#7 Mobility Lab: "Don't Talk, But Test!"

Episode 7 May 18, 2022 00:27:06
#7 Mobility Lab: "Don't Talk, But Test!"
Smart in the City – The BABLE Podcast
#7 Mobility Lab: "Don't Talk, But Test!"

May 18 2022 | 00:27:06


Hosted By

Tamlyn Shimizu

Show Notes

In this episode, we are talking about testing mobility solutions and how to accelerate new technology developments with Yves FrèreProject Manager at the Mobility Lab in the Netherlands.

Mobility Lab accelerates the development of startups that are ready to set up their first real-life pilot. Their goal is to allow start-ups and organisations with mobility issues to test innovative solutions together in practice

Are you a start-up wanting to pilot your proposition in the Netherlands? Apply now!

Are you another start-up programme or another mobility lab wanting to collaborate? Contact them!


Overview of the episode:

02:30 - Teaser: What is your favourite new mobility technology that you have seen?

04:44 - How did Mobility Lab start, and how does it function? 

08:27 - How is it funded?

09:48 - How can public sector and private sector organisations work with Mobility Lab?

11:22 - The success story of the start-up Felyx and the challenges encountered with the start-up ENSO

15:10 - Haven't we tested enough? How do we get from pilots to scale-up after the technologies leave the lab?  

18:12 - Call for start-ups applications and mobility labs collaboration

20:45 - Flip the Script: our guest is asking the questions! 

23:19 - Ending Question: To you, what is a Smart City?


Liked our show? Remember to rate it! Want to join us for an episode? Contact our host Tamlyn Shimizu.

And for more insights, join our Smart City Community!

View Full Transcript

Episode Transcript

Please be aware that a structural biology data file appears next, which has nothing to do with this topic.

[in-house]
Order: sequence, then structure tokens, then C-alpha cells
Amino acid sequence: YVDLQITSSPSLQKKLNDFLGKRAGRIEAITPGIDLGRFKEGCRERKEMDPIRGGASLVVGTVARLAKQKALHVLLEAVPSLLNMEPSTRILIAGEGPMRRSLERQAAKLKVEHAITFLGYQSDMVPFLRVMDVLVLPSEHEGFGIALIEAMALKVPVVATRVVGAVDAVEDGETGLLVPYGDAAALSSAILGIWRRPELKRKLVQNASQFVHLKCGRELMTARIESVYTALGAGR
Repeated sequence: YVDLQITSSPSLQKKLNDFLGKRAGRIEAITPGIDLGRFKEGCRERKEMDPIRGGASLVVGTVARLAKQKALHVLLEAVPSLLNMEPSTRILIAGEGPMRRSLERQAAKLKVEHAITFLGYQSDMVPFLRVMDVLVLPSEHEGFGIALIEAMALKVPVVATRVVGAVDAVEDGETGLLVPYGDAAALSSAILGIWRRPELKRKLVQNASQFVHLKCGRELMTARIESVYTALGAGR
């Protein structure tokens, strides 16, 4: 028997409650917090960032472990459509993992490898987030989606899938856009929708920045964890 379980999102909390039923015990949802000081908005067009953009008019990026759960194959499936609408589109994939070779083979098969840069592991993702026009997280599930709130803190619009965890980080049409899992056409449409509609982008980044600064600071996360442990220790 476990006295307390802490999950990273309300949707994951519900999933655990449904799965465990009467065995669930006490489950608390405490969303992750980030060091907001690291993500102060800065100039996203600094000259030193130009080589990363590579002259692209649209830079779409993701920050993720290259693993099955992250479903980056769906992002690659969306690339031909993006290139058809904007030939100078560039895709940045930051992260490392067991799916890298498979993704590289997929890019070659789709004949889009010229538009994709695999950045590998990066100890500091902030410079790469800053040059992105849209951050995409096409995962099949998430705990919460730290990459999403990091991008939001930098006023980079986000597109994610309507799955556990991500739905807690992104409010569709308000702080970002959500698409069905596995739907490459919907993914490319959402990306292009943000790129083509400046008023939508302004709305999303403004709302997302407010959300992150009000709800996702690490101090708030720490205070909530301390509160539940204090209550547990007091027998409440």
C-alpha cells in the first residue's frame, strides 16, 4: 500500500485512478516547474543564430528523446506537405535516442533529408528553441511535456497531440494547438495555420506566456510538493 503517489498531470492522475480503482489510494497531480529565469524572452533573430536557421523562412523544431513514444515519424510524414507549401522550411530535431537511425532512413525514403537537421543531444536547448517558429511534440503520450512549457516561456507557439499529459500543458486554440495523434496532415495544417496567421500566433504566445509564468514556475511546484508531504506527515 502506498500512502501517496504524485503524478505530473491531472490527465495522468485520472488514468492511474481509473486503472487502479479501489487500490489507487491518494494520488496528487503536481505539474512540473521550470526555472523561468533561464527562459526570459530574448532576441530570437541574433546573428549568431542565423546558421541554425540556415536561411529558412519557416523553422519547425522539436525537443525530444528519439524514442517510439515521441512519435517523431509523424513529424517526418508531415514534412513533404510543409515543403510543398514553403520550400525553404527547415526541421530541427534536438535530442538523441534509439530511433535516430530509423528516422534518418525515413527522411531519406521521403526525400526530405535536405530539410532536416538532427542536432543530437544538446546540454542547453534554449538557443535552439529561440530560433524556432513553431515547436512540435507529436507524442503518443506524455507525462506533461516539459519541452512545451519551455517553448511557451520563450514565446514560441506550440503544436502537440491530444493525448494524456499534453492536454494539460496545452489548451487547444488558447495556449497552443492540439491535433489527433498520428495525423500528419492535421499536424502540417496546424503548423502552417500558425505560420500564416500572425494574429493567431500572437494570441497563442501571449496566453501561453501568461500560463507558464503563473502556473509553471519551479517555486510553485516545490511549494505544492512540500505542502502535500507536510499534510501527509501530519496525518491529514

Yves Frère 00:00:00 We have the main focus on what's the impact of the startup. How can this startup help, uh, the transition towards sustainable mobility? And that's, I don't know, what's better. It's just different from what other startup programs do. Um, and that's one. Yeah, that's how the mobility hub stands out. Tamlyn Shimizu 00:00:25 Welcome to Smart in the City - the BABLE Podcast, I am your host Tamlyn Shimizu, and really at BABLE, we aim to connect the players in the Smart City industry with high-quality information and ideas through our platform and services. This podcast is really an extension of this goal and mission to drive the change for a better urban life. And first, a quick announcement from BABLE as a company dedicated to driving the change for a better future. We at BABLE express our support for all victims of the Ukrainian-Russian war. To all our listeners, if you're wondering how to best support Ukraine from a foreign country, please visit the following website: supportukrainenow.org. And now onto our episode. So today we are talking about testing mobility solutions and how to link challenges from governments and other launching customers to new technologies from startups and how to accelerate these developments, the best person to talk to about that. Um, I have with us today, uh, and his name is Yves Frère, who is a project manager at the Mobility Lab in the Netherlands. Hi Yves. Welcome onto the show. Yves Frère 00:01:47 Thank you. Tamlyn Shimizu 00:01:48 Hopefully I didn't butcher your last name too bad. Yves Frère 00:01:51 We can practice <laugh> Tamlyn Shimizu 00:01:53 Yeah, we can practice my French. Um, yeah, I've, I've already embarrassed myself a fair amount on this podcast with, um, with names I think so, um, I'm used to it <laugh> yeah, but yeah, Yves Frère 00:02:03 I've heard worst. I've heard worst versions, so, Tamlyn Shimizu 00:02:06 Okay, good, good. I also have a difficult name, so I'm very accustomed to that. So, um, yeah. Great to have you on the, on the show today, and I'm really interested, you know, I heard your colleagues speaking at the POLIS conference and I thought it was such an interesting, uh, way that you guys really engaged with, um, private and public sector. And you know, of course here at BABLE, that's all what we're about as well. So, um, yeah, very interested to dig in a bit deeper with you. Yeah. Um, and to start us off just a little teaser to get us warmed up, what is your favorite new mobility technology that you've seen? Yves Frère 00:02:44 Ooh, that's quite a difficult, yeah. Quite a difficult question to start off with. Um, Tamlyn Shimizu 00:02:51 Sorry, maybe not so warmed up yet <laugh> Yves Frère 00:02:54 <laugh> yeah. Um, through the years we've seen loads of starters pass through the mobility lab with loads of new tech technologies. What we often see is that a technology on itself is not completely new, but it's, it's just a different application of an existing technology. Uh, for example, we have a startup that, uh, we've had a startup in a program that's called TILER. Uh, what they do is they do, they, uh, make a, a tile, uh, for, for a curbside for pavement and it's, uh, a standard size and you can, uh, wirelessly charge an e-bike on that, on that tile. So, oh, cool. Uh, it makes a transition through, uh, to a sustainable or more active mobility, pretty, uh, pretty smooth with, with such a disruptive idea. Like, you know, the Netherlands is, uh, is a bike oriented country. Very, yeah. We have loads of e-bikes as well. Um, and with the development of, uh, uh, yeah, bigger highways for bikes, uh, they're developing in the Netherlands, uh, this, this new technology with, uh, with, uh, wirelessly charging an e-bike can be pretty disruptive and can really, um, uh, speed up the, the, the transition to, uh, to, uh, sustainable mobility. Tamlyn Shimizu 00:04:17 Yeah. Cool. I, I'm a big fan of eBikes myself. I have one, um, it's quite hill. I live at the top of a hill, so I really appreciate the e-bike and I would love a solution like that as well. Yves Frère 00:04:28 Check out TILER! Tamlyn Shimizu 00:04:30 Yeah, I'll check them out. Yves Frère 00:04:31 Yeah. Tamlyn Shimizu 00:04:32 I think anytime also, I'm, I'm fascinated by all the solutions that connect better, the energy and mobility together as well. So, um, yeah, that's a really interesting one, so, yeah. Thanks for sharing. Um, and so can you give us, um, a bit of more background about mobility lab? How did it start? How does it function? Um, what's your business model? Yves Frère 00:04:53 Yeah. So in the net loads of startup programs and loads of them have the aim on solely helping the startup grow or scale up mobility was quite different. Uh, in regards to that, it started in Rotterdam, uh, to them, uh, six years ago. And what, uh, in Rotterdam they saw is that the, the port was growing, the city was growing and to keep all the areas accessible and to keep the city livable, uh, a pleasant city to live, they needed to make a steps on, on, on changing the mobility, really engaging in the mobility transition. They saw that as government, uh, they're not alone in that. So they need companies, local, uh, employers, big, uh, logistic companies to do, to, to, uh, transform together with them towards a sustainable mobility system. Uh, so they really saw, we need public private, uh, collaboration to get this going. Yves Frère 00:05:54 So they wanted to start programs in which they could collaborate with the market with big companies to form the transition. But what they saw is that if they, uh, they ask for, uh, certain types of solution, big companies always came with the same type of solutions. Uh, and they felt like at that time there was loads of space for innovation, for new companies, for new ideas, for new innovation innovations to take their role in the, in that mobility transition. And then the idea of mobility lab came up. What if we, uh, instead of working together with big companies, uh, focus a bit of our attention on small companies on, uh, those bright minds, those young companies that have, uh, disruptive ideas about our mobility system, and that's how the mobility have started. We found out that those startups, uh, could use loads of help with testing their innovation as, uh, young companies, pretty hard for them to get access to test sites, uh, with companies with governments. Yves Frère 00:06:56 And what we see is that those big companies get loads of requests from, from other companies to collaborate. Uh, so the stars could help getting into, uh, uh, testing opportunities. So as a mobility mobility lab, we saw a gap there and we jumped into that. Um, so we, on the one side, we, we help startups testing their, uh, their solutions, but on the other side, we need testing sites as well. And that's why we, uh, uh, connect with, with, with launching customers as well. Uh, that could be governments. It could be, uh, corporates, but also SMEs, uh, with mobility, with mobility, uh, challenges. And we connect those two, uh, together, um, with our motto, "don't talk, but test". So we want to let those parties come together, startups and launching customers and go, uh, to test the solution of the startup to see whether it works, uh, if it needs further, uh, development and how, uh, what possibilities there are for the, uh, startups to scale up after a successful pilot. Tamlyn Shimizu 00:08:02 Cool. Yeah. Um, I really like that also "don't talk, but test", and also, I really appreciated another thing that you said about, you know, disrupting, um, cuz I think a lot of times it's so easy to get stuck in the status quo and get used to who you're working with in government and everything. Um, and so disrupting that with new ideas is super important. So yeah. Thanks for sharing that. Um, and so how is it funded? I'm sure that's a question that's also on people's minds. Yves Frère 00:08:31 Yeah. Uh, as the mobility lab itself, we do not have a business case ourselves. So, uh that's because we have different goals. Um, the mobility lab is organized, organized by different, uh, governments in the Netherlands. Um, it was founded by the case on the naming and now, uh, that role is taken over by the municipality of Rotterdam. So the municipality for Rotterdam is one of the partners and next to Rotterdam, the city of Rotterdam, there's the provinces of province of limb and the province of U tract. So it's a 100% governmental, uh, government funded. Uh, and that's why we don't need, uh, to have a business case ourselves. Um, what we see is that other, uh, uh, startup programs do need a business case. Um, and that's why they have, uh, more focus on, uh, thes coming out of the startups. Yeah. And we have the main focus on what's the impact of the startup. How can this startup help, uh, the transition toward sustainable mobility? Uh, and that's, I don't know, what's better. It's just different than what other startup programs do. Um, and that's one. Yeah. That's how the mobility up stands, stands out. Tamlyn Shimizu 00:09:46 Yeah. Wonderful. Um, so how can public sector organizations work with you and how can private sector organizations work with you? How does that whole process work? Yves Frère 00:09:57 Yeah. Um, so as that, we always are looking for challenges, uh, challenges with, uh, from, uh, public sector or private sector. Um, and those challenges are often combined with the testing side for startups. So what they can do is they go, they can go to our website, www mobility, NL, and there's a contact form and they can get in touch with us or they can reach out if I LinkedIn with me or one of our, uh, the people working for us. Um, and what we especially want to do is to dig into them what their mobility challenges are, can be on several topics, on logistics, on, uh, uh, sustainable, uh, sustainable city. It can be on the accessibility on, uh, loads of topics. Um, and then if they, if we can dig into that on the challenges challenge, um, we are going to connect that, uh, uh, to the startups we've selected that here. Uh, so we can set up speed dates and, uh, uh, those likes of customers actually meeting then with the startups to see if there's a potential match. And if there's a potential match, we are, they're trying to work that to a pilot, an actual pilot where things are going to be tested on the street with actual users in the actual world. Tamlyn Shimizu 00:11:19 Yeah. Yeah. Wonderful. Um, and so I wonder if you can share with me a bit on like one time that you were like very successful, like a success case, and also on the flip side, maybe one time when you failed, we don't like to call it failure really. Um, but maybe a lesson lesson learned there or something like that. Yves Frère 00:11:38 Yeah, of course. Uh, over the years we've done loads of successful pilots over more than 70 pilots we've done in, in, uh, in six years. So that's quite, uh, a big number. Um, so there are loads of success stories and one stands out, particularly in particular for me, um, in the Netherlands, we have the green shared mope, that's called Felyx. Um, it's quite, uh, big and it's, it's, it's, uh, scaling up internationally as well at the moment. Um, and they've done their first pilot, uh, in Rotterdam, uh, through mobility lab. Um, so with the mobility, we're at the, uh, the, with, with the founders, of course we're at the basis of the, of the success of, uh, of, so that's quite, uh, a good story to tell that there are companies that were in the beginning of the mobility club and through the years, I've skilled up to, to be a, a really big successful company. Yves Frère 00:12:35 Um, on the flip side, like, like one of the, the failures or the, the bad stories. And there are always startups in the program, which we, as a part of the program, feel like they're actually solving a big problem in a, uh, certain region that we're operating in, but we're like always working without a kingdom. So if we want to do a pilot, we always need, uh, to engage municipalities companies, to host the startup, uh, on their, on their grounds or to, uh, host them, uh, on their testing side. And it often happens that a launch of go doesn't have the budget, uh, budget available, or doesn't have actually the time to engage, uh, with the startup because they're handling their day to day business as well. Uh, and it often happens that we actually see enormous potential for a startup, but we just can't get through to, to the, uh, launch customers to engage with them. Yves Frère 00:13:41 And a big example of that is the startup called ENSO. We had them in the program last year, and ENSO is a startup which developed, uh, a sustainable car tire. Uh, they state that, uh, a big part of the microplastic in that's that's that we have in the environment comes from rubber, uh, pollution from car tires, with electric, uh, the electric car market merging every day. Uh, the, the problem only gets bigger because they have more torque electric cars, uh, and they developed a sustainable circular car tire for electrical vehicles. And they offered, uh, uh, Dutch launching customers for 10 cars, uh, a free pilot with their, with that tires tires, but we just didn't get through companies to, to, uh, to test with them due to loads of different reasons. But I still, uh, think that's a missed opportunity as well for us and for the companies, uh, in the Netherlands with, with, uh, electrical, uh, vehicles in their fleet. Tamlyn Shimizu 00:14:47 Yeah. Matchmaking is hard, right. So you have to have two very willing parties, um, and willing to cooperate, willing to talk. And also with time capacity, I know it's a huge challenge with working with governments, right. Is a capacity problem as well. So sometimes the will is there and there's other obstacles. Right. So, yeah. Yeah. Very important. So, um, so to play devil's advocate a bit, I guess, uh, the question I have for you is, you know, you're talking about testing and testing and testing and, uh, doing pilots, but, uh, you know, we we've tested a lot, have haven't we tested enough or also how do we ensure, or how do you ensure that they get from pilot to scale up, um, and the technologies actually leave and go on to do bigger and better things. Yves Frère 00:15:38 Yeah, I think that's, uh, that's, uh, uh, good question. Uh, and it's always good at place wi with pilot programs. Uh, we always need to make sure that we're not only about the pilots and for us, that's a, that's a more existential question as well. Um, over the years, we've seen that companies that, uh, were in the mobility lab, like a couple of years ago have grown. Uh, so that's quite a natural process. Um, and in the, in the program, we do have attention for that. Uh, for example, uh, we're going, we're working with learning questions. So, uh, uh, we're trying to, uh, validate, uh, a couple of things and we, uh, report on that as well. So make sure that everything we learn through the pilots is well documented, and we can share that with, uh, with our network. Um, but then again, um, when you say haven't, we piloted enough, I think that's, that's a limited innovation strategy. Uh, so we need to do PI we do need to have, uh, focus on how do we scale up, but it doesn't mean that we can, uh, uh, uh, remove our focus on, on, on piloting. So we always need new technologies and we'll always, uh, need, uh, uh, space need, uh, some room for startups to, to pilot their innovations. Next, that 100% agree. We also need focus on scaling up, but it doesn't mean that we can lose our focus on piloting. So we need to do both. Tamlyn Shimizu 00:17:20 Yeah. Yeah. It sounds good. Yeah. I agree with you really. Um, I think one challenge that we see is a lot of pilots not going to scale and up, so it's something that we need to collaborate on more. Right. And seeing how we can always improve upon that, um, and really take those lessons from the pilots and carry them on in the real world. So to say, so, um, yeah. Cool. And I just wanted to give you, um, the floor, if you'd like it, um, you don't have to take it, but I wanted to give you the floor to talk about, you know, two minutes, if there's anything that you really want to emphasize, um, to, to our listeners really, uh, on both public private academia, who, whoever might be listening, um, what mobility lab really stands for, or another cool story. We like stories as well. So I give you the floor if you'd like it. Yves Frère 00:18:11 Yeah. Thank you. Yeah. I would like to emphasize a couple of things for us is that we're opened as a Dutch mobility lobster right now, looking for startups, uh, Dutch startups, but as well, international startups that are wanting to, to pilot their, uh, their proposition in the Netherlands. They can apply, uh, to mobility at this very moment. So would really much like to invite them to go to mobility or otherwise, uh, uh, Google us and you'll find us for sure. Um, subscribe and, uh, hope we'll see you in the program as well, to Dutch launching customers. They can, uh, reach out to us as well to test their, uh, if they have a challenge and we can, uh, we can test with them. Um, so that said, uh, next to that, um, I would really like to, uh, reach out to other mobility labs, uh, uh, mobility programs that do stuff like us. Yves Frère 00:19:10 Um, at this moment, we're, we're collaborating with, uh, mobility lab in Germany and in Austria, uh, we're trying to form a European mobility network to organize the ERASMUS scholarships, uh, for, for startups in, in Europe, there's an ERASMUS scholarship, so that students from university can, uh, go abroad for, to do courses at another university. And we would like to organize that for startups. So that's startups that have passed through one startup program. It gets, uh, the opportunity to test with other launching customers and to take a next step, uh, abroad. So that's what we wanna organize. And we wanna reach out to other, uh, international mobility labs, uh, or startup programs to reach out to us if you're interested in, in participating in, uh, in such program. Tamlyn Shimizu 00:20:03 Wow. Yeah. Yeah. Thanks for that. And I'm sure there's gonna be a lot of people interested. Um, so for the, for this startup, is there like an end date on when they need to apply by? Yves Frère 00:20:13 Yeah, yeah, yeah. They have until the end of may 31st of May, our is our deadline for the subscription. Good edition tablet. So if you wanna apply, make sure you do that in the next couple of weeks, if you want more information, reach out as well. Uh, our startup manager, uh, we'll come back to you so you can have, we can have a chat about this, what mobility can do for you and what you can do for us. Tamlyn Shimizu 00:20:41 Okay. Okay, great. Thank you. Um, and then, uh, with that, I will, uh, take us to our final segment, um, which is called this time flip the script, um, is the segment I've assigned to you flip the script. You are the one asking the questions and all be the one answering them. So I don't know if you have a question for me that anything you would like to ask me. Yves Frère 00:21:10 Yeah. You were playing the devil advocate earlier. Yeah. You were asking me Tamlyn Shimizu 00:21:16 Revenge time. Speaker 0 00:21:19 I would like to see your, how do you, uh, what are your thoughts on, on, on that, uh, with BABLE, you do a lot of, uh, interactions as well with challenges and, and, and interaction with cities as well. So I would like to hear your view on that as well. Tamlyn Shimizu 00:21:35 Yeah. It's, it's always a challenge. Um, but, uh, so one, one big thing that we do is, um, trying to, uh, reach scale-up is having this platform where we keep all of our Use Cases and all the lessons learned consolidated in one place. Um, so that people don't, you know, keep on making the same mistakes, um, that they can really scale quicker. Um, so that's one thing that we try to do, um, for scale up also with, uh, yeah, we, we also believe piloting is important and we've seen a lot of cool pilots. We, we like, uh, seeing the new innovations from startups and everything like that. Um, and we also try to connect them, um, uh, in some ways with the, with the public sector as well through the sharing of information, um, is one way that we do that. Um, and then also, I, I guess, uh, for example, um, it's something I'm, uh, passionate about is more working more with this, you know, connecting and collaborating with others. So seeing what, um, organizations like you are doing and seeing how we could collaborate in the future to maybe, um, combine our efforts, um, to yeah. Make more impact. So I'm really passionate about this kind of partnering more. And I think you are too, as you just had the call out for, you know, mobility labs partner, more like we can make more impact together. Um, and I think that's really how we'll get from these, um, pilots to really scaling up more efficiently and effectively. So, um, that's my viewpoint. Hopefully that answered your question. Yves Frère 00:23:09 Yeah. <laugh> it does. It does. Tamlyn Shimizu 00:23:10 Cool. Um, yeah, I could talk about that for a long time. So that was a good one. So, um, yeah. Wonderful. So now I will ask you a recurring question. We ask every single guest and it's always an interesting part because, um, yeah, it's, everyone has a different answer and I often have a different answer depending on what mood I'm in as well. So it's a question, um, to you, what is a Smart City? Yves Frère 00:23:40 Ooh, <laugh> good question. Um, at the moment, I think our cities are mainly designed in a more functional way. Mm-hmm, <affirmative> like, uh, how over the years, uh, uh, we've been really good in optimizing, uh, our cities, uh, so we can get from a, to B more efficiently, we can move our products more efficiently from a to B mm-hmm <affirmative>. Um, and our whole infrastructure and design is mainly focused on that. And we see that at the moment with the pandemic, we saw that that was not actually what we all would've liked it to be. Yeah. Uh, more emphasis is, has gone to, um, how can we enjoy our lives in what environment do we want to actually live? And does that correspond with how we we've organized things? And for me, a smart city is a city that's adapted, uh, to, uh, Maxima adapted to a maximum, to facilitate and to, um, accommodate healthy, uh, healthy and, uh, social and environment for people to have a, a good life instead of an efficient life. Tamlyn Shimizu 00:25:07 Yeah. That's really nicely put well done. Um, Yves Frère 00:25:10 Does that make sense to you? Tamlyn Shimizu 00:25:11 Yes. Yes. It makes perfect sense to me and I completely agree. Um, so yeah, uh, it doesn't have to just, it's not just functional, but also enjoyable. Right? Yves Frère 00:25:21 Yeah. Tamlyn Shimizu 00:25:21 Yeah. Um, Yves Frère 00:25:22 And smart always has like the, the aura of technology. Yeah. Uh, and I agree to that, but technology has to be a means to get to a, a point we can create a, really a healthy and enjoyable, uh, uh, city instead of technology as an end goal. Tamlyn Shimizu 00:25:42 Yeah, yeah, absolutely. Uh, yeah, I say that often as well that, um, we use technology when it makes sense and when it's really needed. Um, but not overusing it right. Yeah. For everything. Sometimes, sometimes the answer is simple, simple, so, um, yeah. So, yeah. Thank you so much for that. And yeah. Thank you really Yves for coming onto the podcast today. Um, everyone, every time I talk with you all at the mobility lab, I only get more and more interested in what organizations like yours can do, and I'm really excited to see the progress and all the new pilots and technologies that come out in the coming years as well. Um, so yeah. Thank you Yves. Yves Frère 00:26:25 Yeah. Thank you for having me. Tamlyn Shimizu 00:26:26 Yeah, our pleasure. Um, and to all of our listeners, don't forget, you can always create a free account on bable-smartcities.eu and to, you can find out a lot about smart city projects, solutions, implementations. Uh, so yeah. Thank you all for listening. I'll see you at the next stop on the journey to a better urban life.